The Current Energy Crisis In Pakistan
For over a decade Pakistan has been battling an ongoing energy crisis, looming over its economy like a shadow of death. The widened demand and supply gap is a chokehold on Pakistan’s progress, and simultaneously pushes the nation in to darkness, both literally and metaphorically.
It is a well-known fact that energy in all its quantum and forms, is the essence of industrialization. Under the China-Pakistan-Economic-Corridor, China proposes to restore the soul of Pakistan’s industries.
Classification of Power Projects
The power projects developing in Pakistan under the CPEC include:
* Solar Power Projects
* Wind Power Projects
* Hydel Power Projects
* Coal Power Projects
These initiatives are aimed towards bridging the power supply gap in Pakistan, which in turn, will set the wheel of development in motion. While industrialization is perhaps the most vital contributing factor in the economic growth of a country it is not without certain repercussions.
Difference Between Renewable and Non-Renewable Energy
Renewable energy, or otherwise termed as sustainable energy refers to sources which replenish with time. These are clean methods of producing energy as there are no carbon emissions that are substantially detrimental to the environment.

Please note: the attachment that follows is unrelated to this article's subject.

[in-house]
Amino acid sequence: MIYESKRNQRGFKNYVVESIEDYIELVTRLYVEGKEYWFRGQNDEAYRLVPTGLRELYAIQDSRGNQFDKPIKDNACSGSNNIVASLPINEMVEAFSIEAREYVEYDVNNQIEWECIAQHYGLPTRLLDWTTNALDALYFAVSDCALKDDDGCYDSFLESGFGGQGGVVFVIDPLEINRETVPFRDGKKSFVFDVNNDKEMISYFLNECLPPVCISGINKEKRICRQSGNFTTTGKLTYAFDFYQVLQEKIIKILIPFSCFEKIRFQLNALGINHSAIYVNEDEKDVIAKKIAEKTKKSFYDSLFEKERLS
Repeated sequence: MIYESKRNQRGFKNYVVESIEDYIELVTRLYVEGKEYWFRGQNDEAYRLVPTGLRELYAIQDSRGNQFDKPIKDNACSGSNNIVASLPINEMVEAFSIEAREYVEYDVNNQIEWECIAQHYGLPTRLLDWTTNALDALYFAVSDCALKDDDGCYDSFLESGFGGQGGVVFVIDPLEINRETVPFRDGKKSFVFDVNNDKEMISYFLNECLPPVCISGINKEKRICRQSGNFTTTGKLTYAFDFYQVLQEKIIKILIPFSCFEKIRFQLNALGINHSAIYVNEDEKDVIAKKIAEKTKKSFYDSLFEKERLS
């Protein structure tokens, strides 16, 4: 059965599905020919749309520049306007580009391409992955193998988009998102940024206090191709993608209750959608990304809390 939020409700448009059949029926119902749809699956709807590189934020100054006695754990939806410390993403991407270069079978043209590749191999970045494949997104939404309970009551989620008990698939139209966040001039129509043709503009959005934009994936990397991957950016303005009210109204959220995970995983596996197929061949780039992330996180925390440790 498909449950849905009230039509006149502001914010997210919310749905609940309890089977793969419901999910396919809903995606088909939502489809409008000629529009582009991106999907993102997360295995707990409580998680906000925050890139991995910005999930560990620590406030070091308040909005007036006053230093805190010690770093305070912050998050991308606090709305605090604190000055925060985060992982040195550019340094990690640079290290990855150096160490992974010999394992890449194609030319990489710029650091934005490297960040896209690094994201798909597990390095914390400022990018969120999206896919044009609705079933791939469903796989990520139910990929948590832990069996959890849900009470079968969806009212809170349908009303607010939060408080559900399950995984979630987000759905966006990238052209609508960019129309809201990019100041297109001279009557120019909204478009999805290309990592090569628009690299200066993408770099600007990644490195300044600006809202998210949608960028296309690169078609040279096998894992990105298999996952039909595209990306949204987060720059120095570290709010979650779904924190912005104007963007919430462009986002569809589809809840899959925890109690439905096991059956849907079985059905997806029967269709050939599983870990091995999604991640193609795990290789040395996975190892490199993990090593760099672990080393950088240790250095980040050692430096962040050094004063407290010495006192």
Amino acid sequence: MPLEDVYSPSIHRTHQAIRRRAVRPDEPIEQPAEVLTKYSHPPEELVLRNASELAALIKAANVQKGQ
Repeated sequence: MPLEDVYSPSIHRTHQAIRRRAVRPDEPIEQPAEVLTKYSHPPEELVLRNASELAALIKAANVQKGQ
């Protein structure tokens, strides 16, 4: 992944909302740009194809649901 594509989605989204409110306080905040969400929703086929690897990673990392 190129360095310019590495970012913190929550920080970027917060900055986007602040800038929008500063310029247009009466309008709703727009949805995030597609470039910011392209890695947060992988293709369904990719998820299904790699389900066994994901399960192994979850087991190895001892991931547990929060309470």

Contrary to them are the non-renewable energy resources. These are exhausted with use and therefore are not economically sustainable, and also produce environmentally hazardous carbon emissions.
Analysis of The Power Projects Developing In Pakistan
Solar Power Project
Upon completion, The Quaid-e-Azam Solar Power Plant, located in Bhawalpur Punjab, will potentially be the largest photovoltaic power plant in the world. P.V power plants comprise of Photovoltaic cells which directly convert sunlight in to electricity.
With the help of auxiliary mini-grids, a photovoltaic power plant provides continuous electric supply to remote areas which aren’t connected to the national grid. In addition to this, power production using solar energy does not cost its users their environment, as the only major costs attached with these projects are monetary in nature.
The inconsistent storage of sunlight (it being a weather dependent factor), generates fluctuating quantities of energy and is perhaps the most conspicuous disadvantage to this method of power production.
Despite the downsides, it is a favoured renewable energy resource around the globe today, and is rapidly replacing the conventional methods of power production.